A tall wiry figure stands clutching his electric guitar, a black and white frame captures a moment when I would have been too young to appreciate or even understand the magnitude he and his DoM were creating. The black and white image was one found whilst browsing content, to get some kind of background on a band once referred to as “the missing link between David Bowie and The Sex Pistols” (in The Guardian of May 2017). So if when listening to their magnificent soundscape, you find yourself thinking “I’ve heard this one before, haven’t I?“, well, Richard “Kid” Strange and his Doctors of Madness have also been described as “trailblazers” and “pioneers of rock music”, from their standpoint in the late ’70s, this band laid the foundations of much that has gone after.
According to Strange, their support acts during their heyday had included The Sex Pistols (Middlesbrough 1976), The Jam (London Marquee on several occasions 1976), Joy Division (as “Warsaw” Manchester 1976) and Simple Minds (as “Johnny and the Self Abusers” Falkirk 1976). So why has the part they played not been lauded quite so much? Excusing the fact I was too young and the late Seventies were a mess of anything from Glam Rock and the adult-oriented variety, to the then smarter and let’s be honest, sharper dressed “Rude Boys” to the menacing, “Punks” and “Skinheads” in their DMs & light wash denims, I can find no reason that Doctors of Madness shouldn’t have been.
Until now they had not featured on my radar, but looking at & listening to Richard Strange, it’s easy to see where another Richard, in this case Ashcroft, had honed his look, and the same goes for Andrew Eldritch and the dark performance of Sisters Of Mercy. So in a way perhaps I had? Leaf the pages and anything from the likes of The Damned, Spiritualised, Julian Cope, The Skids and even Vic Reeves had brushed shoulders with this majesty! So Strange’s DoM has made their mark, albeit under the radar.
This is what albums should be, an epic tome. Something you might keep on your shelves and refer to over time, perhaps almost daily, like ‘Mrs Beeton’s Book of Household Management‘ might have been a reference manual for every aspiring housewife in the Victorian era. I have now listened to this album 4 or 5 times, back-to-back and I still find myself not tiring of its magnificence. These 10 epic tunes scream to be played, while the listener stands, wondering at their majesty. Kicking off with ‘So Many Ways to Hurt You‘, this number reaches deep into your soul as the bass strives to keep up, Strange telling of how he sees today’s society running in decline. Is it government or press, or just one of the many commercial bodies, who do so well at running our lives until one “key strike” throws it all into a dark hole? And so he sings “This is what they mean when they talk about having it all. Then they go and lose your file“! There is something that is not so strange about this, just part of being a member of the 21st Century. But don’t lose sight of the fact they have “…so many ways to hurt you now“!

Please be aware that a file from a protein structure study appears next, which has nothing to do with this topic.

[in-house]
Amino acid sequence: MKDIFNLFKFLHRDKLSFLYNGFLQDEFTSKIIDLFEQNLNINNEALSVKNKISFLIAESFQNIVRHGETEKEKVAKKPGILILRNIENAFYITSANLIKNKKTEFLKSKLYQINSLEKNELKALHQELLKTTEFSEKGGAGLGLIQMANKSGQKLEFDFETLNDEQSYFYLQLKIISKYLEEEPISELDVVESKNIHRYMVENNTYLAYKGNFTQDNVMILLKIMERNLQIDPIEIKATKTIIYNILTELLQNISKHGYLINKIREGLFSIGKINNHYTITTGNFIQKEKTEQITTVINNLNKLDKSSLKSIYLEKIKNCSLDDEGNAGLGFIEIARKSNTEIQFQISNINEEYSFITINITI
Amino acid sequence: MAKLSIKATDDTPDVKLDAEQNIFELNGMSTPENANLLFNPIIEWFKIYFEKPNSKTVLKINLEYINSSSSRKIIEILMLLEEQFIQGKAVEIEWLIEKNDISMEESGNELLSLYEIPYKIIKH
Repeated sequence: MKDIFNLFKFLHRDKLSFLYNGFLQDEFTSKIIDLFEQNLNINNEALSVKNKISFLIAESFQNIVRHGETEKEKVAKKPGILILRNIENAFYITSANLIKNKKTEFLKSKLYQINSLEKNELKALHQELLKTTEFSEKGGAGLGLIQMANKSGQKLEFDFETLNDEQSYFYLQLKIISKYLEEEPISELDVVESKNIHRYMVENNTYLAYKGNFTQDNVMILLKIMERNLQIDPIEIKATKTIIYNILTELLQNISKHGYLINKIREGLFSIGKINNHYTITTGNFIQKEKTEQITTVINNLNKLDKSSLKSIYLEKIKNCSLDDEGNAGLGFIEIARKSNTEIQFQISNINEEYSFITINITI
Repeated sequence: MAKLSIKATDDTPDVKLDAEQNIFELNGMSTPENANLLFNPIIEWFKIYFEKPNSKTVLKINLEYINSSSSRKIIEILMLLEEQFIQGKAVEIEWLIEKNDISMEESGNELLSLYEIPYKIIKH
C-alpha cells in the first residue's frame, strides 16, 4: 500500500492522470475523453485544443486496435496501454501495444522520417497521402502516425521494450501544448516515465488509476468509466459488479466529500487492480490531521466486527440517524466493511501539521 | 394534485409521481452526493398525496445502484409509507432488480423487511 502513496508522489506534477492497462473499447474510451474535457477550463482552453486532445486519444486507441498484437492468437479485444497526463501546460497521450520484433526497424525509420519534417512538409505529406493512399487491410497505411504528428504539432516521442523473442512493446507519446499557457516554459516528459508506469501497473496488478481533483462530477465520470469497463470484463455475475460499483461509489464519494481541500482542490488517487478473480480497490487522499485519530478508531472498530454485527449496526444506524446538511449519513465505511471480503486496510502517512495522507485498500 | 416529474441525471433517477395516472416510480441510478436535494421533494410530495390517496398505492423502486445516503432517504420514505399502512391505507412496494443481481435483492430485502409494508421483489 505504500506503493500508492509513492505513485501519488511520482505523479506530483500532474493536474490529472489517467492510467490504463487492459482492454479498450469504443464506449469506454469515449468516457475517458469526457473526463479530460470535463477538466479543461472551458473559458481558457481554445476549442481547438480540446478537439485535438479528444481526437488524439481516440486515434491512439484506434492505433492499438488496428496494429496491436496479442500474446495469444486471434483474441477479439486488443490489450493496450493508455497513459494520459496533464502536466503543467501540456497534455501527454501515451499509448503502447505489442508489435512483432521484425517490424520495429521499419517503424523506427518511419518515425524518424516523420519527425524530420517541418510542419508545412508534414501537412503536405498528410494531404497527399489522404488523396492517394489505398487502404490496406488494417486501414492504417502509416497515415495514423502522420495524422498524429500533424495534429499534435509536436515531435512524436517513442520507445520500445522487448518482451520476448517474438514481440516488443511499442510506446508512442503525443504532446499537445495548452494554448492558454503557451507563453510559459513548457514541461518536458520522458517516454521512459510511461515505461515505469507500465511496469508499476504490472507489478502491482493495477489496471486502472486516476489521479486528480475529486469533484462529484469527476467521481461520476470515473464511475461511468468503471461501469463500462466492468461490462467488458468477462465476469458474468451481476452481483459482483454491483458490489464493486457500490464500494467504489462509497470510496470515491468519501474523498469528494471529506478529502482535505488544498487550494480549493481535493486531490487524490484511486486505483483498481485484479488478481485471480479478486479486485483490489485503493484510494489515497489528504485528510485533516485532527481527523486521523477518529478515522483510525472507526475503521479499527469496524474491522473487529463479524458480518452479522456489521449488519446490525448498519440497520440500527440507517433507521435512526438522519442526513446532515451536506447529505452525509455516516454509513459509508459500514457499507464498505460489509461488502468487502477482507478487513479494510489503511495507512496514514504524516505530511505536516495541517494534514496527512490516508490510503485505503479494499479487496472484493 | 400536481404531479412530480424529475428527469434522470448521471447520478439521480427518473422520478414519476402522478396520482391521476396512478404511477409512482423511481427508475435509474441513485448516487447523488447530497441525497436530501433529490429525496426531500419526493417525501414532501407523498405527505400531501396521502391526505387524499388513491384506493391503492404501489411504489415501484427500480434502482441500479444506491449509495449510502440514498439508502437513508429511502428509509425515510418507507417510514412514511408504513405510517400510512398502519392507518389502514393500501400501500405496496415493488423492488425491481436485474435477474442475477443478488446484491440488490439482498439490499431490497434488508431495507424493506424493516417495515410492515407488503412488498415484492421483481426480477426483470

From an extremely dark number, we then move to another similarly frank one. ‘Make It Stop!‘ is one of those moments of desperation, that lyrically expresses this, while the musical backdrop paints a picture full of vivid colour, expressing the anger felt by the author, one inspired by the world that was troubling him. What is becoming pretty clear is that Dark Times is indeed that album that when in 2018 Richard Strange, following surgery & subsequent infection, wondered whether he and his Doctors of Madness would write the album they would be remembered by? Well, Richard you have, and Dark Times will sit resplendent on listeners’ shelves and be remembered as such.
Back-to-back, in 10 tracks, from ‘So Many Ways…“, to the album’s title track, this is a record that flows effortlessly, and in some ways, the band may be remembered as one who were constantly ahead of the curve, meeting an alternative audience, but never one who were mainstream. Well in my mind, this is a good thing! Perhaps never quite sitting at the head of the table, but just off to the left. This is a Leftism of dark rock, an album for the 21st Century, while still having one toe in the last. When world-renowned record producer John Leckie first responded to Richard’s request that he listen to these ideas, he had said in response “This record HAS to be made“. After which he garnered the help and support from Def Leppard‘s Joe Elliot, to Sarah Jane Morris, Terry Edwards (of PJ Harvey, Nick Cave and Tindersticks), alongside today’s leftfield Lily Bud and Andy Gallop. As a result, this an album that will sit at the head of my table, a wondrous tome that should be experienced to fully appreciate what the band have achieved. Thank you Richard for the memories and John, for your vision.
Dark Times is out now on Molecular Scream Records.